fieldofdreams
3/01
So should we ignore what is in BP 2012?
BarryR
3/01
This is a very good question and I'd like to see the answer.
alexknapik
3/01
You don't have to ignore them; just know that online you can find "more accurate" or "truer" PECOTA projections.
dpease
3/01
The effect of this bug was to slightly deflate NL pitcher performance, and the projections in the book were affected by the bug.

Softy Electric is also correct, and in general projections will improve over time and the latest projections from the site will always be better than the projections in BP2012.
modofacid
3/01
Rob,

I can't select players drafted during the draft to be on my team (the check box on the right side doesn't show up). Is it a Chrome issue? Or are other people having the same issue?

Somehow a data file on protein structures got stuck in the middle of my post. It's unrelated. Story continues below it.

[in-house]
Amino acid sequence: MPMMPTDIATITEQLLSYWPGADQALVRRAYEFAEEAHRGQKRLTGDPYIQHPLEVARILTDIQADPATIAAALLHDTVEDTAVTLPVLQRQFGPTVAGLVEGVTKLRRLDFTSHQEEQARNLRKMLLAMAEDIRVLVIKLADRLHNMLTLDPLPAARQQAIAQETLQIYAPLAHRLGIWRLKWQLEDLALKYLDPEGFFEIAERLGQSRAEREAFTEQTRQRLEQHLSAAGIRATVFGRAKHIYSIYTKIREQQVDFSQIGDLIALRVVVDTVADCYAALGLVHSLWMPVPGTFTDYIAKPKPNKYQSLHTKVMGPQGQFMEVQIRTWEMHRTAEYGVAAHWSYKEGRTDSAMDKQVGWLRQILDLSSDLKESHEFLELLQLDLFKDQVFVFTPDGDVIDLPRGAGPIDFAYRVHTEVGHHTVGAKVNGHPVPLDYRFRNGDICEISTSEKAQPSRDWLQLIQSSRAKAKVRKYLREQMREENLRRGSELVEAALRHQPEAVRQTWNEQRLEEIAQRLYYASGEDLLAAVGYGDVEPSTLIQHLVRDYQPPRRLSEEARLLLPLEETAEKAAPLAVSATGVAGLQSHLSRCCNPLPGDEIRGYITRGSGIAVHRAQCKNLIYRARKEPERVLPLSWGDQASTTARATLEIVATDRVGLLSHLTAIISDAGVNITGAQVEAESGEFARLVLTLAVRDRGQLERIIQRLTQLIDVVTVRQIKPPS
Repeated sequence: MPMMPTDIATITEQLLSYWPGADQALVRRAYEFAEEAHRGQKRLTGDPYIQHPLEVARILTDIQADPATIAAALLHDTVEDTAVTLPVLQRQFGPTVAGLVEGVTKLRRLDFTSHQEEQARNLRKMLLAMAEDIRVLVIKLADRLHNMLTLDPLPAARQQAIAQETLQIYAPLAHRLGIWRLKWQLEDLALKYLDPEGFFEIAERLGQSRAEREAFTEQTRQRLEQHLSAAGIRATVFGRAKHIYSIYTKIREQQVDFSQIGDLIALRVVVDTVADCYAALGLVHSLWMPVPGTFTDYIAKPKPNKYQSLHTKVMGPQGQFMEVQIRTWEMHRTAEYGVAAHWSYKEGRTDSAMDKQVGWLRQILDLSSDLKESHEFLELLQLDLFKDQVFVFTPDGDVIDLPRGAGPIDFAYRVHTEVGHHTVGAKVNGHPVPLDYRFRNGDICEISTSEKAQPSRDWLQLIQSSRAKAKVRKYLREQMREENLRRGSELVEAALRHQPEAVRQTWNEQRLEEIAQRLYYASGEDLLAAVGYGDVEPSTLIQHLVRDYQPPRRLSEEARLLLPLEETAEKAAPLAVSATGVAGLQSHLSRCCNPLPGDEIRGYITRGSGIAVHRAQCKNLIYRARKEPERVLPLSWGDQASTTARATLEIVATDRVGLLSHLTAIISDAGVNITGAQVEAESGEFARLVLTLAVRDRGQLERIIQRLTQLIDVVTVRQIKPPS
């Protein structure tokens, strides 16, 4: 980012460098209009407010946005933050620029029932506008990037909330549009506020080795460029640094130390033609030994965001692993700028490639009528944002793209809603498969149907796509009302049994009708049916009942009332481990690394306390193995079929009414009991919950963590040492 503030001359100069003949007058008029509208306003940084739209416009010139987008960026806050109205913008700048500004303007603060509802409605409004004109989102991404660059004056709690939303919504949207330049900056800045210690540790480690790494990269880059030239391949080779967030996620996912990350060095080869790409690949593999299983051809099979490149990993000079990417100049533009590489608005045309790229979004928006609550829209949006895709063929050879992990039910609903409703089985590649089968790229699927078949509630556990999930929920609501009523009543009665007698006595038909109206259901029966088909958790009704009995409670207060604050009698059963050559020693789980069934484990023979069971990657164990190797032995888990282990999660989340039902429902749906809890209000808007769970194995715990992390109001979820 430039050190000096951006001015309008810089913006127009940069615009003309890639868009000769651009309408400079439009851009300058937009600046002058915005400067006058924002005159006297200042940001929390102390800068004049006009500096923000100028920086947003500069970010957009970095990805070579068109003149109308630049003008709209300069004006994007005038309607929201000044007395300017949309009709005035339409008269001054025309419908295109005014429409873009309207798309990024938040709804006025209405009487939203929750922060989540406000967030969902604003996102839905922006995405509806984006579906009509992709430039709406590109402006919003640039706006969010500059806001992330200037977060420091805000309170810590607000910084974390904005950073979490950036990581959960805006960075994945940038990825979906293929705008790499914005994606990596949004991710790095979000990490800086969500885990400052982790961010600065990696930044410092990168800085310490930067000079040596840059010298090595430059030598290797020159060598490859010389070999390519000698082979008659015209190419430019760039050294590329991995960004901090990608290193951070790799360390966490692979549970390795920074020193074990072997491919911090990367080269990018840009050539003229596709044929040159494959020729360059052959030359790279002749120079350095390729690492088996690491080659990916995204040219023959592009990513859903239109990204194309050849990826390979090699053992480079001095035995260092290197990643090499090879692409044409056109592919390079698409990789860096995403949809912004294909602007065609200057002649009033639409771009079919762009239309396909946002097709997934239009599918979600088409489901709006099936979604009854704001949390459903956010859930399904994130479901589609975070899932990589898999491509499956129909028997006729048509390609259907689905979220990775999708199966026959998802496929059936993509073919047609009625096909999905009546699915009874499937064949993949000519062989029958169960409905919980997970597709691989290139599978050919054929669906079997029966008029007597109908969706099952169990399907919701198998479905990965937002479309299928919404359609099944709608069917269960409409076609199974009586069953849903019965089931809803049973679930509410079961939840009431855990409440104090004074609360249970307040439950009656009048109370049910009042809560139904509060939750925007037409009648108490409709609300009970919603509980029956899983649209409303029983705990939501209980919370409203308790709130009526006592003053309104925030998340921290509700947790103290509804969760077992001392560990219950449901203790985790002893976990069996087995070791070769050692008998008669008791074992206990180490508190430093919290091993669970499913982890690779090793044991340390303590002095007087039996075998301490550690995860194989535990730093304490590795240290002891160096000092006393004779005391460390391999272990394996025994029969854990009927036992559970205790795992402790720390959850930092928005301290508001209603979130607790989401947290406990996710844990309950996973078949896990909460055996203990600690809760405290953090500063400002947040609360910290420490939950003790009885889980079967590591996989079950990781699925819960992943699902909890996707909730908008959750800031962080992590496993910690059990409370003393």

mcquown
3/01
Is this a PFM question? We test PFM using Chrome on both PC and Mac. What happens when you select them?
mcquown
3/01
Sorry, I added that last question and clicked Submit and then realized that you'd said you can't even see the boxes... Feel free to use Contact Us form to send questions about what you're trying to do and what's happening, please. I'm confused, but we'll make time to help.

If you mean the Scoresheet Draft Aid, reloading the page should remove any players who have been taken, as it polls the Scoresheet data directly.
o2bnited
3/01